How the Holidays Can Impact Your FICO® Score

It’s no secret that the holidays mean more spending. But that can become a problem when spending leads to significantly higher credit card balances, missed payments, and a lower cr…

It’s no secret that the holidays mean more spending. But that can become a problem when spending leads to significantly higher credit card balances, missed payments, and a lower credit score.

If this happens to you during the holidays, you aren’t alone. Average revolving debt – the type of debt incurred by using credit cards – was 4.5% higher in January 2017 than in October 2016. Young consumers (age 18-34) exhibited the largest percent increase (5.0%) of any age group, driven by the fact that their average revolving debt levels are the lowest of all age groups.

Even more notable, 33% of Americans increased their total credit card debt by 10% or more between October 2016 and January 2017.

Not only can increased credit card debt feel stressful, but credit card debt can have an impact on FICO® Scores. Credit card debt increases your credit utilization ratio, which impacts your credit score. Credit utilization is a key component of the “amounts owed” category of the FICO® Score, which determines roughly 30% of a consumer’s FICO® Score. “Amounts owed” is the second most important category in the FICO score, behind only whether you make your payments on time, which makes up some 35% of the FICO® Score calculation.

So the amount of debt on revolving accounts is an important driver of your FICO® Score. Racking up large revolving balances may mean that you are overextended, and more likely to miss payments.  Similarly, people with lower debt and credit utilization levels tend to be less likely to miss payments, and as such, are rewarded by the score for their more careful use of credit.

To quantify the impact that a holiday ramp up in revolving debt can have on the FICO score, we analyzed FICO score shifts of those consumers with an increase of 10% or more in revolving debt amount between October and January of the following year.  To analyze the stability of this trend over time, we examined the FICO score impacts of holiday shopping over the last 3 winters (see Figure 1).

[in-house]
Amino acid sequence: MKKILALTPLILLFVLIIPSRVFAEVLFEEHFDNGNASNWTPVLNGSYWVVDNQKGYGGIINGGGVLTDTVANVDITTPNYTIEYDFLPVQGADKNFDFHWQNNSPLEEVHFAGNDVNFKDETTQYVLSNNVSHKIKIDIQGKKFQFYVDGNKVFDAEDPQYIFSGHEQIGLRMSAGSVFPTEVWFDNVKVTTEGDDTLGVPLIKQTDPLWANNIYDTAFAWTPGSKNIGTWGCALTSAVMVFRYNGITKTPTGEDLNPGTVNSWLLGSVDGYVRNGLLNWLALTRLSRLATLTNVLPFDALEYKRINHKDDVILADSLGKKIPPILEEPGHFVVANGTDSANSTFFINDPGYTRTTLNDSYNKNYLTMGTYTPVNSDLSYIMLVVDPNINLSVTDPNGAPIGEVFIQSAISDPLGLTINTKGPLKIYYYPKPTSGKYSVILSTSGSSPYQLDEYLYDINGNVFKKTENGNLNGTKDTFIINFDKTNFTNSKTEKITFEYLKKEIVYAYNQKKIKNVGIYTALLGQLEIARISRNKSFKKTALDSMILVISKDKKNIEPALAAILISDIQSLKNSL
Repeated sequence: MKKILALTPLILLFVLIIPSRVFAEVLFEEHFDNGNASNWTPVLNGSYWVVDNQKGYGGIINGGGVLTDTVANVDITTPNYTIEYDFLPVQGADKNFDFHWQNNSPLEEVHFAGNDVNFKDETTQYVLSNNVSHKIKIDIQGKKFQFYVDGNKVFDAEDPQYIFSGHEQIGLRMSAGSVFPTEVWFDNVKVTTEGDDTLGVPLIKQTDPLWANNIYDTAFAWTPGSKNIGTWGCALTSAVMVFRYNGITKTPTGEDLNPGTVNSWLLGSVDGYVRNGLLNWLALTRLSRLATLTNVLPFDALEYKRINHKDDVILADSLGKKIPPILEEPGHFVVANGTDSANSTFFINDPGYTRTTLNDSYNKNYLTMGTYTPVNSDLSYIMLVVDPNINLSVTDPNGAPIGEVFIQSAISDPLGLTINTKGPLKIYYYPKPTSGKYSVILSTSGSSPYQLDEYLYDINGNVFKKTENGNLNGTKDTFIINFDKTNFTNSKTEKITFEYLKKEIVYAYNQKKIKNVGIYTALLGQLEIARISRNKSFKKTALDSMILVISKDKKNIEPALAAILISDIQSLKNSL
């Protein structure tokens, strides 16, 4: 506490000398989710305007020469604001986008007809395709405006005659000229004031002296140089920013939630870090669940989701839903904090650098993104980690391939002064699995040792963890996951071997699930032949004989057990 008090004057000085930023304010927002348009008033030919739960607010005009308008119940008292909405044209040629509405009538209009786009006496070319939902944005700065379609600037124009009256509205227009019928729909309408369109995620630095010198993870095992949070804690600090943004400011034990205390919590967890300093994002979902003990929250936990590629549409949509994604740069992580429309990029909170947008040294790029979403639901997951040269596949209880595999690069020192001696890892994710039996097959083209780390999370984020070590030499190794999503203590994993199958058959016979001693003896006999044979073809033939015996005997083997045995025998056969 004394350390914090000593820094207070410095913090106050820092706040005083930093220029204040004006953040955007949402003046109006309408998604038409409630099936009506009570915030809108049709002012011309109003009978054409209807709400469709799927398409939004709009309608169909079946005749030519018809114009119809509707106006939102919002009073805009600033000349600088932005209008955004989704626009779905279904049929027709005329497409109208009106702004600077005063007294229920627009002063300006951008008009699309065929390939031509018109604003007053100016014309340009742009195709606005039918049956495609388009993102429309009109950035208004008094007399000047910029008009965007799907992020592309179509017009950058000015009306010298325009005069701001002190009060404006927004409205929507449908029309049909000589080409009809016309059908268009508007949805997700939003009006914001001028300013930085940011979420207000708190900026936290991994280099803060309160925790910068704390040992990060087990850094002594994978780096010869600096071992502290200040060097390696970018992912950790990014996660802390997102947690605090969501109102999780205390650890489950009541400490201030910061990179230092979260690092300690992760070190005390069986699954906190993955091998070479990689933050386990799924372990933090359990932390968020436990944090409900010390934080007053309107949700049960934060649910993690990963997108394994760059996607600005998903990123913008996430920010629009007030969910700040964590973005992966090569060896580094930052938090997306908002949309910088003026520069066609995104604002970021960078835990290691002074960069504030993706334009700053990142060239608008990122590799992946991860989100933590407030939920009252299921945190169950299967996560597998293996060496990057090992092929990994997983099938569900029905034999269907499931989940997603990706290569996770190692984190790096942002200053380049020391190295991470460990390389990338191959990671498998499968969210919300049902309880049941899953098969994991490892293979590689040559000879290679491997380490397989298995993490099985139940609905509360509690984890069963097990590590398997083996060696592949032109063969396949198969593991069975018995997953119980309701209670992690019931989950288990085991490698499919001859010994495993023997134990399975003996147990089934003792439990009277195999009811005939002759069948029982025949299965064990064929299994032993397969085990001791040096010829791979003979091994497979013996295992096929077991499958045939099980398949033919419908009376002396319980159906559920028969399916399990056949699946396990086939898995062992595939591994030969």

• Of this population, almost twice as many consumers see their FICO® Score decrease vs. increase between October and January
  • 57% of these consumers experience a FICO® Score decrease between October and January, while only 33% see their FICO® Score increase
  • 1 in 5 of these consumers experience FICO® Score decreases of 20 points or more
    • This is higher than the total population, where only 1 in 9 consumers have FICO® Score decreases of 20 points or more

Figure 1


Because of the additional spending during this time, we also saw a small increase (0.35%) in the percent of consumers with one or more missed payments in the last three months. In October 2016, 9.27% of consumers had a recent delinquency, compared to 9.62% in January 2017. Young consumers had the largest increase (0.53%) in recent payment delinquencies of any age group (from 12.45% in October 2016 to 12.99% in January 2017), often because they do not have as much experience with how their credit score works.

For those consumers with recent delinquencies as of January, almost half experience FICO® Score decreases of 20 points or more between October and January (Figure 2). Roughly two out of three of these consumers see their FICO® Score decrease. This is in contrast to the total population, where only 36% of consumers have a FICO® Score decrease.

Figure 2

The score impact of a recent missed payment is greater for high-scoring consumers.  This is intuitive, as higher-scoring consumers have further to fall should payment blemishes suddenly begin appearing on their previously spotless credit record. Roughly 9 in 10 of consumers scoring 750 or higher in October 2016 have a score decrease of 20 or more points when they had a recent delinquency as of January 2017, while this is true for only 3 of 10 consumers for those scoring less than 600. So it is especially important for high-scoring individuals to ensure that they make their payments on time during the holidays.

While you may feel the need to spend more for the sake of holiday cheer, it’s critical to keep your credit score healthy this holiday season. Resist opening store credit cards or consider leaving your credit card at home – opt to shop with cash to keep from overspending. To avoid the post-holiday blues for your credit score, monitor your holiday spending and make sure to pay your bills on time. These two factors are the most important components of the FICO® Score calculation. If you successfully rein in your spending during the holidays, you may not need to make any resolutions around getting your FICO score back in shape in the New Year!

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